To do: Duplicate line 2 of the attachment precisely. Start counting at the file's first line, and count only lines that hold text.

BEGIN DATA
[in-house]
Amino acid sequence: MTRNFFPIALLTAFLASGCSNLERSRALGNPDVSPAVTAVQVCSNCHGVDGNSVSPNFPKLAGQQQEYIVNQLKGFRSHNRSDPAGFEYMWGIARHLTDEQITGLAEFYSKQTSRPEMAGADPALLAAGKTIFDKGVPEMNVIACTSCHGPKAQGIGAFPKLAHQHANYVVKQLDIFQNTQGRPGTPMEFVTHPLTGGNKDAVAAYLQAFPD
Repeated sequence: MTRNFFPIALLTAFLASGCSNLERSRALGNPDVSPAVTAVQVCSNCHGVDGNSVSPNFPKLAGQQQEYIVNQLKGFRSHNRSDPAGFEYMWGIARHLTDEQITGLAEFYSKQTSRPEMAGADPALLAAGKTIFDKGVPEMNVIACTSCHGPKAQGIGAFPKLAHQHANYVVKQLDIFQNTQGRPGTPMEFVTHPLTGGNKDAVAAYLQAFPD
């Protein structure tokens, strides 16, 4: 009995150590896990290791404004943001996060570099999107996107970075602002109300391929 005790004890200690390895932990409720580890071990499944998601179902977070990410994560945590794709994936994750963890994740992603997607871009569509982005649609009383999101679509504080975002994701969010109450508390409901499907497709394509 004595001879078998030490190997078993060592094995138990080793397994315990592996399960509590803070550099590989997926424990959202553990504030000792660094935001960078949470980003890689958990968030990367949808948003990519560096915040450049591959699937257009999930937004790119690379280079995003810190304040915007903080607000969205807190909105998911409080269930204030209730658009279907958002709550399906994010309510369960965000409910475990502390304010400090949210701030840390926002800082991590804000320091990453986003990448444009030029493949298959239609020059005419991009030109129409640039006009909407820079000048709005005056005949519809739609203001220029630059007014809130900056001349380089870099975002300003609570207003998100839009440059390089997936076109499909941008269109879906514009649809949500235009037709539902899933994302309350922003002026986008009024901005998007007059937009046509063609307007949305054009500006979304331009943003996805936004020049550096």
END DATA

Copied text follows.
Amino acid sequence: MTRNFFPIALLTAFLASGCSNLERSRALGNPDVSPAVTAVQVCSNCHGVDGNSVSPNFPKLAGQQQEYIVNQLKGFRSHNRSDPAGFEYMWGIARHLTDEQITGLAEFYSKQTSRPEMAGADPALLAAGKTIFDKGVPEMNVIACTSCHGPKAQGIGAFPKLAHQHANYVVKQLDIFQNTQGRPGTPMEFVTHPLTGGNKDAVAAYLQAFPD